Offered by: John Wilson, B.S., BC-HIS – Blue Ribbon Hearing & Tinnitus Center
You hear with your brain, not your ears. Your ears a part of a system that takes acoustic or sound energy and transforms it and transports it to the brain to be processed. Hearing loss and dementia are strongly correlated. The negative effects of hearing loss on the brain are clearer than ever. Waiting until hearing loss is “bad enough” to get hearing aids often means that your best possible hearing is nowhere near as good as you would like for it to be.
Ear wax can cause temporary hearing loss when it blocks the canal partially or completely. Using cotton swabs or other instruments (keys, bobby pins, pen caps, paper clips, crochet needles/hooks) can cause temporary and permanent hearing loss. Putting objects in the canal can cause temporary hearing loss by pushing wax and other material deep into the ear canal and impacting it against the eardrum. Permanent hearing loss can occur when foreign objects accidentally perforate the tympanic membrane, or eardrum.
Cheap “Hearing Aids” are usually not true hearing aids. PSAPS, or personal sound amplification products have been available for decades through mail order magazines and some retail outlets. They are currently available online, and are advertised with a barrage of ads on social media sites, such as Facebook, touting the “latest technology” or “breakthrough technology” targeting baby-boomers who may have hearing loss. They are amplifiers that may have a volume control but are not adjustable to a specific hearing loss. There is no such thing as a one-size-fits-all hearing aid.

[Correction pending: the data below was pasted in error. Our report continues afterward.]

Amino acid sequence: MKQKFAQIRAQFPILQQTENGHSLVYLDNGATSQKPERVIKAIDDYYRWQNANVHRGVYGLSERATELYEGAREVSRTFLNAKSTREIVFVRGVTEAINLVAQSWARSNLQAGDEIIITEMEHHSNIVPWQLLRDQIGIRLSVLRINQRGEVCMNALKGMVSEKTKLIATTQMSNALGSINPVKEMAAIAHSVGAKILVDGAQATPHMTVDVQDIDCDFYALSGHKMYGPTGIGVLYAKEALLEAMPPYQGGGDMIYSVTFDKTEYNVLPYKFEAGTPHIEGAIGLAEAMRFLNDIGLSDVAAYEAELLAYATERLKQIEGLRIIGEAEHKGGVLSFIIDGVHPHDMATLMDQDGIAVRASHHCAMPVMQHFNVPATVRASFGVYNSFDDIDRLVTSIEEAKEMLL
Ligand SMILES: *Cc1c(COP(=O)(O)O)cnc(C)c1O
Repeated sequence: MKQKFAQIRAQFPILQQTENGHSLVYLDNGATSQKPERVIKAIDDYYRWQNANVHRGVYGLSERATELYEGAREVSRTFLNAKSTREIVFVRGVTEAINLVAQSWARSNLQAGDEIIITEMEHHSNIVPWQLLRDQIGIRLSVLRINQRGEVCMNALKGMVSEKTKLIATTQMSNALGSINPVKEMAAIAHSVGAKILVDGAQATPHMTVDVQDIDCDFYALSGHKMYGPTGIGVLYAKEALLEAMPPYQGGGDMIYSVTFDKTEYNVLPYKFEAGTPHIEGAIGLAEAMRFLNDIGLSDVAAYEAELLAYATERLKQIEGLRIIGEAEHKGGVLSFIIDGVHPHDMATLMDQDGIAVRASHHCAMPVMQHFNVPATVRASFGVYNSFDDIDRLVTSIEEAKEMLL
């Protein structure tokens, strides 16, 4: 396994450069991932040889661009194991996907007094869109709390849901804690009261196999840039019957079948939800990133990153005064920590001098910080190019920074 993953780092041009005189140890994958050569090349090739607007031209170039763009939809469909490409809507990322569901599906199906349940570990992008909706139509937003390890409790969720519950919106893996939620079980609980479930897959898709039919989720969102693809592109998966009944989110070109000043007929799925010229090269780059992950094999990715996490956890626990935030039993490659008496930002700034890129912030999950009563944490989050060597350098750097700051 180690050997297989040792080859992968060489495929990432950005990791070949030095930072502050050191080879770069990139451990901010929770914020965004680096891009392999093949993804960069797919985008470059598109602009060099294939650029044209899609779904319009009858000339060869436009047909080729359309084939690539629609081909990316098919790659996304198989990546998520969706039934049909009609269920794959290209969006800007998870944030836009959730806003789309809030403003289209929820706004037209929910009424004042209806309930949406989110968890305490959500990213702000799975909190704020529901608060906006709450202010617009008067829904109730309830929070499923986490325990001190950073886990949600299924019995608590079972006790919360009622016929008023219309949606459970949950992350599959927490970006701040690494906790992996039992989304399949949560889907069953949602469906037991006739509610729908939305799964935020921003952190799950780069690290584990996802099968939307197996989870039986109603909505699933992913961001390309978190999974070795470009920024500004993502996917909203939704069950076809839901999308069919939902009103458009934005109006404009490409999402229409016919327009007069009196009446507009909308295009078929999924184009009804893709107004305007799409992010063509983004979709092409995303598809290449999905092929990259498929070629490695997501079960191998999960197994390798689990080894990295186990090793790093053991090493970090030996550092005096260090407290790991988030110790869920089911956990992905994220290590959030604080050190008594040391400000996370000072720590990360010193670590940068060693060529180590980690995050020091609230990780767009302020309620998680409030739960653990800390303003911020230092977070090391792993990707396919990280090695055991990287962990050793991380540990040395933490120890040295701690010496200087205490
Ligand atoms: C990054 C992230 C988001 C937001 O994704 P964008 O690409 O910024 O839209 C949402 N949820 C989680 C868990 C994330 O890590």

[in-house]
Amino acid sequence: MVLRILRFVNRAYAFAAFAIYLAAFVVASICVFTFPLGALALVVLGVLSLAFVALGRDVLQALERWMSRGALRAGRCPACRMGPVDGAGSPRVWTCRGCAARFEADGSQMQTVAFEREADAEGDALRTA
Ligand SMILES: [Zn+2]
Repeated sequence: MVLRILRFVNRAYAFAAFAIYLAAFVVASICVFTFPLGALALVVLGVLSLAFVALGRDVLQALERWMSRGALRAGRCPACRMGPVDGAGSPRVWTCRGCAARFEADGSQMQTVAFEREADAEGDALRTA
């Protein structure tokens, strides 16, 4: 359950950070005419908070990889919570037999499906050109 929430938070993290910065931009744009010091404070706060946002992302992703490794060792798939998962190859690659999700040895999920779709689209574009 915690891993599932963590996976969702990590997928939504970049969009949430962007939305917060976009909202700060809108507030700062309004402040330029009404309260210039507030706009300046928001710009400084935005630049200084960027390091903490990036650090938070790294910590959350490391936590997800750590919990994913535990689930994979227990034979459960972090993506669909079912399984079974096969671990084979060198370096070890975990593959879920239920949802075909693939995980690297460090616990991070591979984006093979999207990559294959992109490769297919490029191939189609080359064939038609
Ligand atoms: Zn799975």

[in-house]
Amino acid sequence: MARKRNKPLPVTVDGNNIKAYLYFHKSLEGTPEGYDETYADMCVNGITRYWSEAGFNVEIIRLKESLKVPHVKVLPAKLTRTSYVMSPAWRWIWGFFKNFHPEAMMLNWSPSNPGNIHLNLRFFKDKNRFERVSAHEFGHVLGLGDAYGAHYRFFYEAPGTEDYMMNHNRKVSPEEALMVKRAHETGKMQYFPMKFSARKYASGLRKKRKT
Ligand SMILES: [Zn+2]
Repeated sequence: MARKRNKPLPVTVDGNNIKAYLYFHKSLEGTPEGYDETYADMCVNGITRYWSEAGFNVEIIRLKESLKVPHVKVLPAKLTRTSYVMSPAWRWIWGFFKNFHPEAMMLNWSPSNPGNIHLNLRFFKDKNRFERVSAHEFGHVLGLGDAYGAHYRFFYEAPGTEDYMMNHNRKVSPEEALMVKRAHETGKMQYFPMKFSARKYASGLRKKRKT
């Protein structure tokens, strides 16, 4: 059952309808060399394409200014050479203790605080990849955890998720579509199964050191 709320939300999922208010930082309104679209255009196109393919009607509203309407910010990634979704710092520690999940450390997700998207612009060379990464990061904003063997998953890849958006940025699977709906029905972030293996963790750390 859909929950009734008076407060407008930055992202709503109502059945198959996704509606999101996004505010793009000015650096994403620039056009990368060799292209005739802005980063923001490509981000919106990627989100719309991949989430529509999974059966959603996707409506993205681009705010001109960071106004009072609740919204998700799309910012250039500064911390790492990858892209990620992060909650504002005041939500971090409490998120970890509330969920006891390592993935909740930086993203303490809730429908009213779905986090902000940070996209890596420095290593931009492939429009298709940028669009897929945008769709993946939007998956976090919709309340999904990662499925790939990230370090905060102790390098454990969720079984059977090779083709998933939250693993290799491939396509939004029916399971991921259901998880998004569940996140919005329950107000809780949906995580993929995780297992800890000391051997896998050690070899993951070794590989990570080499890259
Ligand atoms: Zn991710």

True hearing aids are controlled by the Food and Drug Administration in part because improperly fit devices could actually damage a person’s hearing. Real “hearing aids” are made of more durable materials, with specialized coatings to reduce the effect of oil, moisture, salts, acids and wax on the devices. They are digitally programmable and can only be purchased with a valid hearing test less than 6 months old performed by a licensed specialist using a certified calibrated audiometer.
Hearing aids do not “fix” your hearing, they are designed to work with whatever hearing you have. When you have your hearing tested, one of the primary tests is designed to determine how well you hear the tones that fall in the human speech range. Hearing aids are then programmed specifically to your hearing loss to pick up the specific sounds you would otherwise miss and make them loud enough for you to hear. Advanced technologies also help to hear better in noise.